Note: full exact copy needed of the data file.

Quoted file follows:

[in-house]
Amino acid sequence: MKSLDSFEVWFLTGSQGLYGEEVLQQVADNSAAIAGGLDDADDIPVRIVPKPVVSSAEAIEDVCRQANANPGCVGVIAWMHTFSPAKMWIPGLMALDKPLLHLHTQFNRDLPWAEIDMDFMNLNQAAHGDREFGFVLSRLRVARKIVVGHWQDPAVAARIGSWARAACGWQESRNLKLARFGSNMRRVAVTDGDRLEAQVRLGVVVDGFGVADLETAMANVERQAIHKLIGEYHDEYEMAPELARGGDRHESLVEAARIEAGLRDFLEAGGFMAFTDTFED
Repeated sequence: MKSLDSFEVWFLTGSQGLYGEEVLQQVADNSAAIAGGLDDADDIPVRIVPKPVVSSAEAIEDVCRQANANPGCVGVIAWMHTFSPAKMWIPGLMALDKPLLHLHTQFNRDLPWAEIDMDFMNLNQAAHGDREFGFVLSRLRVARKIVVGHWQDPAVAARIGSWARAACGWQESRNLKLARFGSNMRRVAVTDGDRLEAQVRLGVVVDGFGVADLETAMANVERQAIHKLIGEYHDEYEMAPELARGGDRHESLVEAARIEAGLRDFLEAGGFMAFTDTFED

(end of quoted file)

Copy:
[in-house]
Amino acid sequence: MKSLDSFEVWFLTGSQGLYGEEVLQQVADNSAAIAGGLDDADDIPVRIVPKPVVSSAEAIEDVCRQANANPGCVGVIAWMHTFSPAKMWIPGLMALDKPLLHLHTQFNRDLPWAEIDMDFMNLNQAAHGDREFGFVLSRLRVARKIVVGHWQDPAVAARIGSWARAACGWQESRNLKLARFGSNMRRVAVTDGDRLEAQVRLGVVVDGFGVADLETAMANVERQAIHKLIGEYHDEYEMAPELARGGDRHESLVEAARIEAGLRDFLEAGGFMAFTDTFED
Repeated sequence: MKSLDSFEVWFLTGSQGLYGEEVLQQVADNSAAIAGGLDDADDIPVRIVPKPVVSSAEAIEDVCRQANANPGCVGVIAWMHTFSPAKMWIPGLMALDKPLLHLHTQFNRDLPWAEIDMDFMNLNQAAHGDREFGFVLSRLRVARKIVVGHWQDPAVAARIGSWARAACGWQESRNLKLARFGSNMRRVAVTDGDRLEAQVRLGVVVDGFGVADLETAMANVERQAIHKLIGEYHDEYEMAPELARGGDRHESLVEAARIEAGLRDFLEAGGFMAFTDTFED